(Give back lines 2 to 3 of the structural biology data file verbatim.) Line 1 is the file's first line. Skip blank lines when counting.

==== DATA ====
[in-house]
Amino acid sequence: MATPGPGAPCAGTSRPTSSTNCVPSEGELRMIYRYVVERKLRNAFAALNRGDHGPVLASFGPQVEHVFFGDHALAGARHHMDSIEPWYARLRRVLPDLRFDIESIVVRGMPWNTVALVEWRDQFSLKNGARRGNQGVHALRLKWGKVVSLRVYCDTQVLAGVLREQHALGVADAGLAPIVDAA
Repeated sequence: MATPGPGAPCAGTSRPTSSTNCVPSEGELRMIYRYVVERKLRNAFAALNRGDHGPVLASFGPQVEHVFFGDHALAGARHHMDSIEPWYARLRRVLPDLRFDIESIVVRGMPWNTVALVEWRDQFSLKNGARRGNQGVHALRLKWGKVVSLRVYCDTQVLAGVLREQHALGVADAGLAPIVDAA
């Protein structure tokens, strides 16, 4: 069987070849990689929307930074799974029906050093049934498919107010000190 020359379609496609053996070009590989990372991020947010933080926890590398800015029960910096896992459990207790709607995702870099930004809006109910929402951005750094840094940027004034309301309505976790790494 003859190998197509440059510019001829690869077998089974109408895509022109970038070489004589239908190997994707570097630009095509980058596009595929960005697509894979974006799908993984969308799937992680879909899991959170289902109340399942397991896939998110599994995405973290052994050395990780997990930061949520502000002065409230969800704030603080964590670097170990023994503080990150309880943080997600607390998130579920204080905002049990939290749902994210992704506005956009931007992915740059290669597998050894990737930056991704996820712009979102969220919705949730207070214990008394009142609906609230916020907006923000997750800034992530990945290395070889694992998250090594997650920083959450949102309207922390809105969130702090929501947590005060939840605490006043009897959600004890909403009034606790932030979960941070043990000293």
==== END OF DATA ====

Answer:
Amino acid sequence: MATPGPGAPCAGTSRPTSSTNCVPSEGELRMIYRYVVERKLRNAFAALNRGDHGPVLASFGPQVEHVFFGDHALAGARHHMDSIEPWYARLRRVLPDLRFDIESIVVRGMPWNTVALVEWRDQFSLKNGARRGNQGVHALRLKWGKVVSLRVYCDTQVLAGVLREQHALGVADAGLAPIVDAA
Repeated sequence: MATPGPGAPCAGTSRPTSSTNCVPSEGELRMIYRYVVERKLRNAFAALNRGDHGPVLASFGPQVEHVFFGDHALAGARHHMDSIEPWYARLRRVLPDLRFDIESIVVRGMPWNTVALVEWRDQFSLKNGARRGNQGVHALRLKWGKVVSLRVYCDTQVLAGVLREQHALGVADAGLAPIVDAA